When a massive cyber attack destroyed everything from Swedish supermarkets to New Zealand kindergartens this month, a group of ethical Dutch hackers let out a collective sigh of frustration. They had come so close to stopping him.
If the Dutch Institute for Vulnerability Disclosure (DIVD) seems obscure, it matches its low-key internet presence.
This volunteer army of unpaid tech geeks has quietly prevented hundreds of cyber attacks since 2019 by finding holes in websites and software that could be exploited by hackers.
“You can see us as volunteer firefighters,” said Victor Gevers, president of DIVD, in an interview from his home in The Hague with a dog barking at his ankles.
“Your house is on fire, there are flames coming out of it, then random people with Dutch accents show up and start putting out the fire.”
The bearded hacker refused to give his age, but he has been making these “responsible disclosures” for nearly two decades.
Most famous is that he successfully accessed Donald Trump’s Twitter account – not once, but twice.
– ‘Oh my God, why him?’ –
Just before the 2016 U.S. election brought Trump to power, Gevers and two friends decided to make sure the then-candidate wasn’t using a password that had already been leaked online.
A massive LinkedIn hack revealed that the password “yourefired” – Trump’s slogan from his days on The Apprentice TV show – was used for an account in his name on the business networking site.
And after trying the same password on Twitter with several different email addresses, the Dutch hackers were horrified to see Trump’s personal page load up before their eyes.
They rushed to brief Trump’s campaign and US officials, pointing out that if they could gain access to his account, other malicious hackers could. But they never got an answer.
So when Gevers managed to hack Trump’s Twitter again last year, this time with the password “maga2020!” – his heart sank.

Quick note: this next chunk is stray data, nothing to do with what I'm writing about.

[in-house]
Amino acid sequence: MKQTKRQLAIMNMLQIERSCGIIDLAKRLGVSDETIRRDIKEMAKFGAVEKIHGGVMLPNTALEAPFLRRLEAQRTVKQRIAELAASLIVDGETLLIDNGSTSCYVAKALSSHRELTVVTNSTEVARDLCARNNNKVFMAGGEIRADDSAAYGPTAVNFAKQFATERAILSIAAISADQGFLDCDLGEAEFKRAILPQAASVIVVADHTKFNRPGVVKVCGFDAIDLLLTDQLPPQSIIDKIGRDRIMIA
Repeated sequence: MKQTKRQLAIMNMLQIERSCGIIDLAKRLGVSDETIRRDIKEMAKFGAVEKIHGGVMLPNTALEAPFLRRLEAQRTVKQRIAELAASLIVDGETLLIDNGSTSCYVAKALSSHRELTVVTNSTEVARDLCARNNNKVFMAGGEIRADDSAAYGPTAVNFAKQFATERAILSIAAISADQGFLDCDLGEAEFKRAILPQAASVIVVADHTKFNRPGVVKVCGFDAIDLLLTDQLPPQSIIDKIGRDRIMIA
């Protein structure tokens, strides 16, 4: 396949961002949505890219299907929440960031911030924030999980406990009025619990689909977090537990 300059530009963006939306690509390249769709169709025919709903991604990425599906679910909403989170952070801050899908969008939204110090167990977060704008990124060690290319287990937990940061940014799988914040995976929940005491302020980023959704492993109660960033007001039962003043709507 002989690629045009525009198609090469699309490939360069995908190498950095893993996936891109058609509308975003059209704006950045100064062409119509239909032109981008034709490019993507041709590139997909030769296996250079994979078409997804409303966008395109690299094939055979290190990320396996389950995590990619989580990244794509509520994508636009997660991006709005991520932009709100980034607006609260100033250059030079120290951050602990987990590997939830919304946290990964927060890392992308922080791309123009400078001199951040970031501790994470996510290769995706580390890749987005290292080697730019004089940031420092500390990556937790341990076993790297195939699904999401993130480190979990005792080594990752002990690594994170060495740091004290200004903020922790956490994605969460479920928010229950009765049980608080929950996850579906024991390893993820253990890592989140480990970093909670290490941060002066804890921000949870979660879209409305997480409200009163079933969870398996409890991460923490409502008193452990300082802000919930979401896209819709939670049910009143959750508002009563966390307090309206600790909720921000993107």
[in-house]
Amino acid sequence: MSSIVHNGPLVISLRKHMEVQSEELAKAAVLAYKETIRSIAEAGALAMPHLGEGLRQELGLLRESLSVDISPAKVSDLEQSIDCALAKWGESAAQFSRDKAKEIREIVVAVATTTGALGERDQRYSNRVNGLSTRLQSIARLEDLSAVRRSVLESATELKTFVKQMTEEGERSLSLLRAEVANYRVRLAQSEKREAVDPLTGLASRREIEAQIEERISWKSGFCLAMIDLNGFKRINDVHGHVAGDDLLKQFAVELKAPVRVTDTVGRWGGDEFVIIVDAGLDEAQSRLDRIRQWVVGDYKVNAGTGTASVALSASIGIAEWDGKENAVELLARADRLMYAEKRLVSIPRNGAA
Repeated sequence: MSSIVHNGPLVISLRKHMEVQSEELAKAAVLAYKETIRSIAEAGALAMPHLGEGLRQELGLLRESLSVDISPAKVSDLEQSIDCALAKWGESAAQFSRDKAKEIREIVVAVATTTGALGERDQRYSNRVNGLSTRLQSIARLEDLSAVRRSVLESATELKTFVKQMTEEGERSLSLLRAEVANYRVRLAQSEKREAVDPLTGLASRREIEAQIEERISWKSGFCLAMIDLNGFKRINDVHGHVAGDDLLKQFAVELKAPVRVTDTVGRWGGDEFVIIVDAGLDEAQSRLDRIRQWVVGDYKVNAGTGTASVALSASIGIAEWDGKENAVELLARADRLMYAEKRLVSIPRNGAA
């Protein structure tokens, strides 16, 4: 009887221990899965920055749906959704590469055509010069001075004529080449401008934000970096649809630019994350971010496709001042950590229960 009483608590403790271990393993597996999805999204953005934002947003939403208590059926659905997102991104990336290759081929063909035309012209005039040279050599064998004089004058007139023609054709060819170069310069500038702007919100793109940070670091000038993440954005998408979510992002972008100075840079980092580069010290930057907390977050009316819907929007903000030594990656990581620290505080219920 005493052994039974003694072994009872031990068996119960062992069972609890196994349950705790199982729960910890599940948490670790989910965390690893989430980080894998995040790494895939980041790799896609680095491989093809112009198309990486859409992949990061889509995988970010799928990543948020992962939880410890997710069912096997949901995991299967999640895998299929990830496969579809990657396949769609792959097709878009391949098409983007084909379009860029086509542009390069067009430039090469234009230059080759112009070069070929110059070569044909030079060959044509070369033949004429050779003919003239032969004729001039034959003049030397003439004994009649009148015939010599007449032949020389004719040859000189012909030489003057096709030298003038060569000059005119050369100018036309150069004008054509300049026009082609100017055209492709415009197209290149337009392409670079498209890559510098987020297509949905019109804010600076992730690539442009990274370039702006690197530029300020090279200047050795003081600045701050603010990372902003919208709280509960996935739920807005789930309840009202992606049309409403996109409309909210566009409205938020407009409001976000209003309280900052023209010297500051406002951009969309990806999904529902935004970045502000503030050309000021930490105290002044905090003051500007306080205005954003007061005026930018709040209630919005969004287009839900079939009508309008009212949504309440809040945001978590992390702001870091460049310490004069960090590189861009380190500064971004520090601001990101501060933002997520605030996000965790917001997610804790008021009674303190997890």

“Honestly, it was like ‘Oh my God, why him?’,” Gevers recalls. He knew he would have to make rigorous efforts to contact Trump again, which would likely be ignored – while leaving his account open to attack.
It was an alarming prospect. Trump’s feverish Twitter presence gave him a megaphone to speak directly to some 90 million people. And as the violence on the US Capitol showed a few months later, his messages were capable of fueling an incendiary atmosphere.
“Imagine there was a tweet that said something like ‘start throwing axes at the cops’,” Gevers said. “There would be a lot of followers who would follow him blindly.”
This time, instead of being ignored, the Gevers hack made international headlines and a stressful criminal investigation.
While the White House has denied that this ever happened, Dutch prosecutors said in December that they were confident Gevers had indeed accessed Trump’s account.
And luckily for Gevers, they determined that he “meets the criteria that have been developed in case law to break free as an ethical hacker.”
– Race against ‘the bad guys’ –
This law makes it easier for ethical hackers to operate in the Netherlands than in countries like the United States or the United Kingdom, where incursions into the accounts of people – even well-intentioned ones – present greater legal risks. , explains Gevers.
He also founded the GDI, a similar ‘line fire brigade’ working internationally from India to Portugal.
“We are doing this volunteer work because we have to leave something good behind for the next generation,” he said.
During the pandemic, volunteers became increasingly concerned about the weak points of VPNs and other tools that allow remote management of computers – tools increasingly used, endlessly in view of the trend to work from home.
Kaseya, the Miami-based IT company targeted in a spectacular July 3 cyberattack, had been under DIVD’s sights for months. Thousands of companies use its software to manage their printer and computer networks.
Another DIVD researcher, Wietse Boonstra, spotted a major problem with Kaseya’s software in April, and ethical hackers frantically helped the company develop a fix.
Much to their dismay, Russian-speaking hacking company REvil got there first. They exploited the vulnerability to stage a massive ransomware attack, encrypting the data of hundreds of companies and demanding $ 70 million in bitcoins in return for its release.
“It sucks,” Gevers said. “I don’t mind that the bad guys are faster – what bothers me is that there are casualties.”
The hacking affected around 1,500 businesses worldwide and wiped out the cash registers of the Swedish supermarket chain Coop. Gevers always works with the people concerned.
“If the Red Cross can help victims around the world, why can’t we? said Gevers. “The only thing is we’re doing it behind a keyboard.”
© 2021 AFP